Spring chinook run stands at 12 percent
May 9, 2019
Oregon and Washington have opened this year a portion of the lower Columbia River to spring chinook fishing four times since March 1.
However, passage of the prized chinook at Bonneville Dam is just 12 percent of the 10-year average as of May 1, and catch by recreational anglers continues to be low, according to a two-state Columbia River Compact Spring Fishery Update, released May 1.
Still, passage of the chinook at the dam is showing some improvement:
As of April 23, passage was just 1,250 fish, the second lowest in the last 10 years and only 6 percent of the 10-year average (2009-2018) of 22,499 for that date. On average, 9.7 percent of the run has passed Bonneville Dam by April 23.
The May 1 Update said that as of April 30, passage was 4,705 fish, still the second lowest in the last 10 years (23 percent of the run has typically passed the dam on that date).
Since the April 27-28 weekend opener (the fourth), passage at Bonneville has improved considerably, with 1,368 fish passing the dam April 30 and 2,073 passing May 1, for a total passage this year of 6,778 spring chinook, or 12 percent of the 10-year average of 56,727 fish. Last year’s passage on May 1 was just slightly better at 6,887 chinook (www.fpc.org).
With poor water visibility and few fish in the river, catch has remained low throughout the four season openers, March 1 – April 10, April 13-14, April 20-21 and April 27-28.
The Compact met May 8 to consider another spring chinook opener for recreational anglers. The U.S. v Oregon Technical Advisory Committee by that time may have completed its first run size update. TAC estimates that half (50 percent) of the fish typically have passed the dam by May 9.
In its May 1 Update, the Compact determined that the combined season kept catch through Sunday April 28 was an estimated 1,676 adult spring chinook from 31,707 angler trips.
Upriver mortalities through April 28 are estimated to be 1,471 adult chinook, or 40 percent of the 3,689 available to this fishery prior to a run update.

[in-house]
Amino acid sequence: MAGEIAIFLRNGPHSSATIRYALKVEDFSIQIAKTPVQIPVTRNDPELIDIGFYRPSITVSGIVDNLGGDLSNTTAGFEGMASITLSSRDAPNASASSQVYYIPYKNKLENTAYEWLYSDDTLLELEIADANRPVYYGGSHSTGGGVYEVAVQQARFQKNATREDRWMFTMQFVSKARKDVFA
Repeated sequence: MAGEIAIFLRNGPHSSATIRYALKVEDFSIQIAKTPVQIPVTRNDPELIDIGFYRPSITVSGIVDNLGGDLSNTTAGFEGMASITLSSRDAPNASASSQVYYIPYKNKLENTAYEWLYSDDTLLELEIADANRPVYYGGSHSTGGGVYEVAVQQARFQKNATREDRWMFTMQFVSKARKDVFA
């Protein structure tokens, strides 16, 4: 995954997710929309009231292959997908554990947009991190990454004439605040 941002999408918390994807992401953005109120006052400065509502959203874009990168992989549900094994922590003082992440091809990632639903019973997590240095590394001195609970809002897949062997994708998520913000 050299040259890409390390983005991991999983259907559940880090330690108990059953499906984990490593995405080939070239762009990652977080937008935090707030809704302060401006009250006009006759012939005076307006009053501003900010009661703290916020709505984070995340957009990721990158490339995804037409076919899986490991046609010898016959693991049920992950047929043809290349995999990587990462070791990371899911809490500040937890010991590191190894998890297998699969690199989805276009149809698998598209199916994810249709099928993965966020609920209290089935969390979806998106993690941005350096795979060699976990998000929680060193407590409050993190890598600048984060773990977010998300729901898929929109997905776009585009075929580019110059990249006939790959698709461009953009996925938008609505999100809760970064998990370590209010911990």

“High flow and/or turbidity negatively affected catch rates for all of the recent weekend openings,” the Update said.
Recreational angling upstream of Bonneville Dam to the Oregon/Washington border will remain open until May 5. However, the Compact estimates that no fish have been caught in this section of river through April 28. Due to poor water conditions and low passage at Bonneville Dam, effort has been low with just 357 angler trips.
In addition, during its winter season, the commercial select area fishery in the lower river landed 695 spring chinook (74 percent of the recent 5-year average) and 18 white sturgeon.
The commercial gillnetter catch in select areas so far during the spring season through April 30 is 278 chinook, well below the average at this point in the season, and 29 sturgeon.
With the low chinook preseason forecast of 99,300 fish, the variability of test fishing results and the need to assure Lewis and Cowlitz hatcheries get the broodstocks needed, the Compact this season reduced the open area for the recreational fishery. When open, anglers only have been allowed to fish the Columbia River mainstem from the Warrior Rock deadline near St. Helens, Oregon, upstream to Beacon Rock, for both boat and bank angling, plus bank angling only from Beacon Rock upstream to the Bonneville Dam deadline. In previous years, fishing had been allowed from Astoria to Bonneville.
The adult daily bag limit was two hatchery salmonids--chinook or steelhead--per day but only one may be a chinook.
Weekly test fishing in the lower Columbia River began on March 18, with seven weeks completed so far, the May 1 Update said.
“In reverse order, the last seven weeks of catch rates have been 3.7, 3.5, 5.0, 0.5, 0.9, 0.7, and 0.3 Chinook per drift, with the rates above three Chinook per drift since mid-April. Catch rates during 2018 over comparable weeks were 6.4, 8.1, 6.8, 2.3, 0.9, 0.9, and 0.9.”
Through April 29, Cowlitz and Lewis hatcheries report 105 and 86 adults have returned, respectively.